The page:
ALBUM REVIEW: Old Wounds – Glow

Release Date: November 9th 2018
Label: Good Fight Music
Website: None available
Facebook: www.facebook.com/oldwoundsnj
Twitter: www.twitter.com/oldwoundsnj

Rating:

New Jersey post-hardcore crew Old Wounds have carved themselves out a spot in between hardcore, industrial metal, and goth rock to produce their latest record, ‘Glow’. With as many reference points as the aforementioned, you could be forgiven that this album may end up being a little disjointed, to which you’d be sort of correct.

Frontman Kevin Iavroni, who departed in 2016 to concentrate on a barber career (although was later diagnosed with Crohn’s disease) only to return last year with a new incarnation of the band, brings a distinctive element to Old Wounds, whether it’s through his Davey Havok (AFI) inspired image, or vocally lying somewhere between Chino Moreno (Deftones) and Greg Puciato (The Black Queen/ex-The Dillinger Escape Plan).

Most of ‘Glow’ is great – not amazing, but merely great with a lot of diversity shown over its 28-minute running time, which brings some uniqueness to their sound. The main problem that lies within is consistency.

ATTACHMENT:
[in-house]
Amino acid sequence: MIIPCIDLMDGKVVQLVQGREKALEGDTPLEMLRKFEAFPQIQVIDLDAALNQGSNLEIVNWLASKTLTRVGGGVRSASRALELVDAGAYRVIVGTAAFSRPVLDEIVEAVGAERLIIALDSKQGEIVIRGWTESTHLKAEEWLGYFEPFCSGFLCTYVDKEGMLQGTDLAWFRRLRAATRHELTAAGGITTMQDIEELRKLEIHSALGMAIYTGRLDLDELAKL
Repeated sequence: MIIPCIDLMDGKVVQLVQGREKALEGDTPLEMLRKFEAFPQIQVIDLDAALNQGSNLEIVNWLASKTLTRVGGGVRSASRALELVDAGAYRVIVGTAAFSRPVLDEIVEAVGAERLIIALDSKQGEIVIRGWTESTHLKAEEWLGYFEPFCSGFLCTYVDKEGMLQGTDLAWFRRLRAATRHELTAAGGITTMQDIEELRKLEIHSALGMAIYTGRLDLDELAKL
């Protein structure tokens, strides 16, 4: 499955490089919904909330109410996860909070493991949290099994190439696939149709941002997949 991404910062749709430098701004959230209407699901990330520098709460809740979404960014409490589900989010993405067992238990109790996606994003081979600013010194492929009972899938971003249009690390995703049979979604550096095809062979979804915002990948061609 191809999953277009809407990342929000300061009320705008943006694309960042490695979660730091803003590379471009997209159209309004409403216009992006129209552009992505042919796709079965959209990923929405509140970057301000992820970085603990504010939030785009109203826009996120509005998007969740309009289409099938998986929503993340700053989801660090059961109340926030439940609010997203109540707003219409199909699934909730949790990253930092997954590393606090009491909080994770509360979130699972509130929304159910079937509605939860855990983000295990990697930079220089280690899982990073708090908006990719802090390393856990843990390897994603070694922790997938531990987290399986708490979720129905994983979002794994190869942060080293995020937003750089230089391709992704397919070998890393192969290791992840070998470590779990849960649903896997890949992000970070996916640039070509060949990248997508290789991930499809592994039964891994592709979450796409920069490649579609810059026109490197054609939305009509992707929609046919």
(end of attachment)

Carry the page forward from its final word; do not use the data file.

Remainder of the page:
‘Your God Vs. Their God’ commences with an explosive mixture of thrash metal and straight-up in-your-face punk attitude. That chaotic diversity is shown immediately as the chorus introduces predominantly clean vocals with some casual rapping thrown in for good measure. And ‘Stripes’ has a tangible Deftones vibe with a calmer pace that nicely settles down the atmosphere.

But then ‘Beauty Mark’ kicks in. What can only be described as a retro 1980s post-punk song, it completely derails the album of the momentum its generated thus far and inevitably causes and abudance of confusion.

Similarly, tracks like the pop-punk infused ‘To Kill For’ and the full-scale assault ‘Failed Design’ lift the album in terms of quality, with the latter combining a fascinating mixture of jagged guitars, discordant atmospherics, and an emotively frantic vocal delivery that may just be the highlight of this release. Although, this is then followed up by ‘…Vanilla Filth…’; a 60-second industrial metal tinged track full of white noise effects and confusion.

Despite these wobbles, the album does veer more towards earning the chance to get to grips with its listeners. While neither cohesive, brilliant or terrible, ‘Glow’ is one of those records that you’ll have to persevere with to get any sort of cohesion from. However, its goth rock aesthetic combined with riffs and metallic hardcore ferocity is worth repeated listens to potentially polish a potential diamond lying within.